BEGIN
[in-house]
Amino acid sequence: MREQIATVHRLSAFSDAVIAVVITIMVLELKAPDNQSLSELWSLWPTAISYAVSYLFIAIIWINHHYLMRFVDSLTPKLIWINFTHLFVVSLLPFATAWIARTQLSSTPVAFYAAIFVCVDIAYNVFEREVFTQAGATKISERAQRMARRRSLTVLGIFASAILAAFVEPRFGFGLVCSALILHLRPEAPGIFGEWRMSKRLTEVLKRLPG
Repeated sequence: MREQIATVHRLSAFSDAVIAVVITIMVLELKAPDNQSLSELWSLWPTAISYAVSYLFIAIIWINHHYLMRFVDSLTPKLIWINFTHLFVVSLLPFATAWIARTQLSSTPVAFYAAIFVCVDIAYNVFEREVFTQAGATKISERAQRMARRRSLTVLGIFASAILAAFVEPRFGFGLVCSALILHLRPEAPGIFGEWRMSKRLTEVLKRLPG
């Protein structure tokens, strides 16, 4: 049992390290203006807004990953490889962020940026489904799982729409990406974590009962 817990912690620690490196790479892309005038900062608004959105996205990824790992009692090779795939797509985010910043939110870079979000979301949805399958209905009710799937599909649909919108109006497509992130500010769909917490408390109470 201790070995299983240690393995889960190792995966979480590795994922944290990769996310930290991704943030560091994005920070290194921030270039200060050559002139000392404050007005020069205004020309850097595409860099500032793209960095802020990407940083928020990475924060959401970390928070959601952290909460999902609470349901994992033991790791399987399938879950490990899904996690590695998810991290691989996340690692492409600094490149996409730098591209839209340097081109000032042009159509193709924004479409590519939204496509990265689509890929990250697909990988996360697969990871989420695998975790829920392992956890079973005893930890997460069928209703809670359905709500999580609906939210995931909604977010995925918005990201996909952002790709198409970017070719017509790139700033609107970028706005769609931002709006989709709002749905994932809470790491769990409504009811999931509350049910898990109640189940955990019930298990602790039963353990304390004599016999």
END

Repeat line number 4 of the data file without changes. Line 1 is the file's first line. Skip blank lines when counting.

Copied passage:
């Protein structure tokens, strides 16, 4: 049992390290203006807004990953490889962020940026489904799982729409990406974590009962 817990912690620690490196790479892309005038900062608004959105996205990824790992009692090779795939797509985010910043939110870079979000979301949805399958209905009710799937599909649909919108109006497509992130500010769909917490408390109470 201790070995299983240690393995889960190792995966979480590795994922944290990769996310930290991704943030560091994005920070290194921030270039200060050559002139000392404050007005020069205004020309850097595409860099500032793209960095802020990407940083928020990475924060959401970390928070959601952290909460999902609470349901994992033991790791399987399938879950490990899904996690590695998810991290691989996340690692492409600094490149996409730098591209839209340097081109000032042009159509193709924004479409590519939204496509990265689509890929990250697909990988996360697969990871989420695998975790829920392992956890079973005893930890997460069928209703809670359905709500999580609906939210995931909604977010995925918005990201996909952002790709198409970017070719017509790139700033609107970028706005769609931002709006989709709002749905994932809470790491769990409504009811999931509350049910898990109640189940955990019930298990602790039963353990304390004599016999």